21. A method as set forth in claim 20 wherein said providing a selection element comprises providing one of a rotary dial adapted to be rotated to a plurality of positions corresponding to the plurality of predictive modes of operation, a movable selector adapted to be moved to a plurality of positions corresponding to the plurality of predictive modes of operation, and a plurality of buttons, each corresponding to one of the plurality of predictive modes of operation.
22. A method as set forth in claim 17 wherein said collecting temperatures comprises collecting temperatures of a patient measured by the thermometer over time; and
wherein said estimating the temperature comprises estimating the temperature of the patient based upon the selected predictive mode of operation.
23. A method as set forth in claim 17 further comprising determining if a time limit has elapsed; and
switching from one of the plurality of predictive modes of operation selected by the user to a direct mode of operation of the thermometer when said time limit has elapsed, the direct mode of operation comprising a direct measurement mode adapted for collecting temperature information until the temperature of the temperature sensor equilibrates with the subject, whereby the thermometer determines the temperature in the direct mode of operation more slowly but with greater precision, as compared with the first and second modes of operation.
24. A method for determining the temperature of a subject with an electronic thermometer, said method comprising:
receiving from a user of the electronic thermometer a selection between at least a first mode of operation of the thermometer and a second mode of operation of the thermometer;
collecting temperatures of the subject measured by the thermometer over time;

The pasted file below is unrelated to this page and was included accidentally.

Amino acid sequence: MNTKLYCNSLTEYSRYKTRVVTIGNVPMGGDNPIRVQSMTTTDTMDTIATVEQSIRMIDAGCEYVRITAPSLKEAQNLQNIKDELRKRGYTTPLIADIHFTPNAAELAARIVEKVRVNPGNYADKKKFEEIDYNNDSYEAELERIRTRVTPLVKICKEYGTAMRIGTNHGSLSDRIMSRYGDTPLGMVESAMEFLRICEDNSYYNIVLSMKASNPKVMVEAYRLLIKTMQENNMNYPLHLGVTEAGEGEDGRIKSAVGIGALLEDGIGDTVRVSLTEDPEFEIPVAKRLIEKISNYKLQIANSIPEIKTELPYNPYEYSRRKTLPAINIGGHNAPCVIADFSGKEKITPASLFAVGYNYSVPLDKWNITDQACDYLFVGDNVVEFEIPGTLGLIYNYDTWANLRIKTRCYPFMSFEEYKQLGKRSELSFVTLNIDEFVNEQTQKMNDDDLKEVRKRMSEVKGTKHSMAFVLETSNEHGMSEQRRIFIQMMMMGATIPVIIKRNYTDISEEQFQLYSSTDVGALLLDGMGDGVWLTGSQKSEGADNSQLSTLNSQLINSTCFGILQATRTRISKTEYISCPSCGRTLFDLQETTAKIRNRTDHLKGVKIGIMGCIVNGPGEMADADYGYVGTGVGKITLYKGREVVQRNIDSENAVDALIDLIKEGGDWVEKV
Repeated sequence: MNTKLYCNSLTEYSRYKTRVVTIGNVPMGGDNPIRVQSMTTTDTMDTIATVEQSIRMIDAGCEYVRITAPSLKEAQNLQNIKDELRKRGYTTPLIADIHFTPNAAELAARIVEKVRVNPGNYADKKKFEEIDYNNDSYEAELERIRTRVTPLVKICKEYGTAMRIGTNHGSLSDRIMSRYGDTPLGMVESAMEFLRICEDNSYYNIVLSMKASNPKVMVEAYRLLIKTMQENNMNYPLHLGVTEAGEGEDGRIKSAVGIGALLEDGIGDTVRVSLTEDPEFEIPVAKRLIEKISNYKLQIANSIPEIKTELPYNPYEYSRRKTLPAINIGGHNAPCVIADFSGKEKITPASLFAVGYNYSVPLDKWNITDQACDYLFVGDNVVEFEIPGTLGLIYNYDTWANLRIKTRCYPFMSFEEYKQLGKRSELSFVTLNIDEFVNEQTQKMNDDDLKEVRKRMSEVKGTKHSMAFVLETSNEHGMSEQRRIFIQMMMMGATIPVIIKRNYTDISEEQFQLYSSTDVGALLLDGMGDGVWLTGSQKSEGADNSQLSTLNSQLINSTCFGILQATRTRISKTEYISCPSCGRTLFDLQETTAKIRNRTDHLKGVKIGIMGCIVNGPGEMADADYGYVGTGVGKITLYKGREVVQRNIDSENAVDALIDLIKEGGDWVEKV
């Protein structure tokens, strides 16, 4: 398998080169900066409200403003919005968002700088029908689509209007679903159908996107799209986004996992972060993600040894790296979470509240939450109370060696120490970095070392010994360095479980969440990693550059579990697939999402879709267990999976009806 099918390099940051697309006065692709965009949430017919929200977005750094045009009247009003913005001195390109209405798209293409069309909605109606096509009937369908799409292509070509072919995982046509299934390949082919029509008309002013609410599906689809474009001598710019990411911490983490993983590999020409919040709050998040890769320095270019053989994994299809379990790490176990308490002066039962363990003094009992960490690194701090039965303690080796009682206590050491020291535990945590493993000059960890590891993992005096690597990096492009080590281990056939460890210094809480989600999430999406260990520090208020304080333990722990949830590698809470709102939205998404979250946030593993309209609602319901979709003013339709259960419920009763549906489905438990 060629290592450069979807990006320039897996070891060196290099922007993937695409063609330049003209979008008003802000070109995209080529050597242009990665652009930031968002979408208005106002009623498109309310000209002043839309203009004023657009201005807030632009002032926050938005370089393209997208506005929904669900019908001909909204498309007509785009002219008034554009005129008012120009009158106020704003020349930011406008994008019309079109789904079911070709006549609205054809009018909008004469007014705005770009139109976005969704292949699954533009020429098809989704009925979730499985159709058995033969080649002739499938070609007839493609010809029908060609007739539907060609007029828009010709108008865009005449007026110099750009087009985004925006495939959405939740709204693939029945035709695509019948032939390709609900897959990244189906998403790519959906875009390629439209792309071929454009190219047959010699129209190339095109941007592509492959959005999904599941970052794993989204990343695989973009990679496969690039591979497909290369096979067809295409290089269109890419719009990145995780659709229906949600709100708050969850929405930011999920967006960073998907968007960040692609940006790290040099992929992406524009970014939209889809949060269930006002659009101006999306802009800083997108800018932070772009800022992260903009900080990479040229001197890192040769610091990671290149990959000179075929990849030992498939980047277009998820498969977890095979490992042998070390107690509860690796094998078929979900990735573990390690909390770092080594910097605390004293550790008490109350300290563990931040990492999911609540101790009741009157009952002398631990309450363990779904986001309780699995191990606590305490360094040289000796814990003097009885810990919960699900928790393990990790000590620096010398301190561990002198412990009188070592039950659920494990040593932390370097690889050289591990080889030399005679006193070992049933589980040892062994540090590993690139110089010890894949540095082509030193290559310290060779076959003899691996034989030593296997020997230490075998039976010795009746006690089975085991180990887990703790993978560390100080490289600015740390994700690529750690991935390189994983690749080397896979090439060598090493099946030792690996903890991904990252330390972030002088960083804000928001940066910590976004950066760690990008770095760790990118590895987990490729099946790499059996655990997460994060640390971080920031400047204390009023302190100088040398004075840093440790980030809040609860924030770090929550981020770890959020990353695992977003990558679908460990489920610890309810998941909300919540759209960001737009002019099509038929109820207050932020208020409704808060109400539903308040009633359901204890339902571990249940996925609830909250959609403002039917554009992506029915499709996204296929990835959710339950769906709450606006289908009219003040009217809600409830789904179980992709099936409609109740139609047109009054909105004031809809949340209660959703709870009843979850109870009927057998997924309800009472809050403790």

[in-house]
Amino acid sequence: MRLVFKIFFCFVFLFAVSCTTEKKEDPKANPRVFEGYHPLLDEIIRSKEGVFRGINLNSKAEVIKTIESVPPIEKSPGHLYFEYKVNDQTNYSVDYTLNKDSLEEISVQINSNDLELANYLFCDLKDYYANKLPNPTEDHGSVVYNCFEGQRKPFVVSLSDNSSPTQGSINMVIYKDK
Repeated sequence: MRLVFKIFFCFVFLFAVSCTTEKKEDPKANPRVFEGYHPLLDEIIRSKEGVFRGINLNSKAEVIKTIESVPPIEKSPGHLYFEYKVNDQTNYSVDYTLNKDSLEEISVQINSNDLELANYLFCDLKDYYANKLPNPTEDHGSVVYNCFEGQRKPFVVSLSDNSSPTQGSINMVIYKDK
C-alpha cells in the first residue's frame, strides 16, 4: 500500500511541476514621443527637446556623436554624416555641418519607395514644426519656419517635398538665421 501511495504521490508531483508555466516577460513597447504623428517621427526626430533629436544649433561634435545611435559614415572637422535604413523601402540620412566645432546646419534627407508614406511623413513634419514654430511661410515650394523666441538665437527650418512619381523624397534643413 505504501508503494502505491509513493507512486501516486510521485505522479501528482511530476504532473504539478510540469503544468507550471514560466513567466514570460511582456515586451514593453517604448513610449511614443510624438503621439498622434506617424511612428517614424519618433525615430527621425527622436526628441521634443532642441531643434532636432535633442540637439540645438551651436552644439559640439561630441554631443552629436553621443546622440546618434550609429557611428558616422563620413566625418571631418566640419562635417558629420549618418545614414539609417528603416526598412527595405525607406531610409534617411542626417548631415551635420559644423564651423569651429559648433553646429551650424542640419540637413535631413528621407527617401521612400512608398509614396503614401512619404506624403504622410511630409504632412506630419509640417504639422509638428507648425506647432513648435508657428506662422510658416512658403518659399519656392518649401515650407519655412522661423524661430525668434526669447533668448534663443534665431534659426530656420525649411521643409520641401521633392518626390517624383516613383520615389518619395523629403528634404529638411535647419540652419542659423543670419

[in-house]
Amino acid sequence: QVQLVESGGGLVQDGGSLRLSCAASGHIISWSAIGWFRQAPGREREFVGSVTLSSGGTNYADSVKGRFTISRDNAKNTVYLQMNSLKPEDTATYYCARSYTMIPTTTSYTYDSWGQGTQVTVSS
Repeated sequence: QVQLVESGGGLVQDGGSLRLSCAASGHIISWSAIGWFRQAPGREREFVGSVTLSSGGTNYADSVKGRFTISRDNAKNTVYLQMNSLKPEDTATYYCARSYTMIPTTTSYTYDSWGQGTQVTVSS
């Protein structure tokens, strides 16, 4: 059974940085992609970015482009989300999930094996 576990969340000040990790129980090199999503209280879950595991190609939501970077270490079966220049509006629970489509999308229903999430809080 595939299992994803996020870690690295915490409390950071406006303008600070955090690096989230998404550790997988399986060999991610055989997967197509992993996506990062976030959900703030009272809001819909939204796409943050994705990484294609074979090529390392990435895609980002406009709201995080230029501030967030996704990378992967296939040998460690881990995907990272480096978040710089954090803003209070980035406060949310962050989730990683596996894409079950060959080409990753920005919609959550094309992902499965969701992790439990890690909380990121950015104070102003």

terminating the collecting of temperatures according to the first mode of operation when the selection received from the user is for the first mode of operation;
maintaining the collecting of temperatures according to the second mode of operation beyond the termination according to the first mode of operation when the selection received from the user is for the second mode of operation; and
estimating the temperature of the subject based upon the collected temperatures associated with the selected mode of operation.
25. A method as set forth in claim 24 wherein said terminating the collecting of temperatures according to the first mode of operation comprises terminating the collecting of temperatures when the collecting temperatures has occurred continuously for at least one of S number of seconds and N number of measured temperatures.
US11539438 2006-10-06 2006-10-06 Electronic thermometer with selectable modes Active 2026-10-09 US7549792B2 (en)

Priority Applications (1)

Application Number Priority Date Filing Date Title
US11539438 US7549792B2 (en) 2006-10-06 2006-10-06 Electronic thermometer with selectable modes

Applications Claiming Priority (8)

Application Number Priority Date Filing Date Title
US11539438 US7549792B2 (en) 2006-10-06 2006-10-06 Electronic thermometer with selectable modes
CA 2604793 CA2604793C (en) 2006-10-06 2007-09-28 Electronic thermometer with selectable modes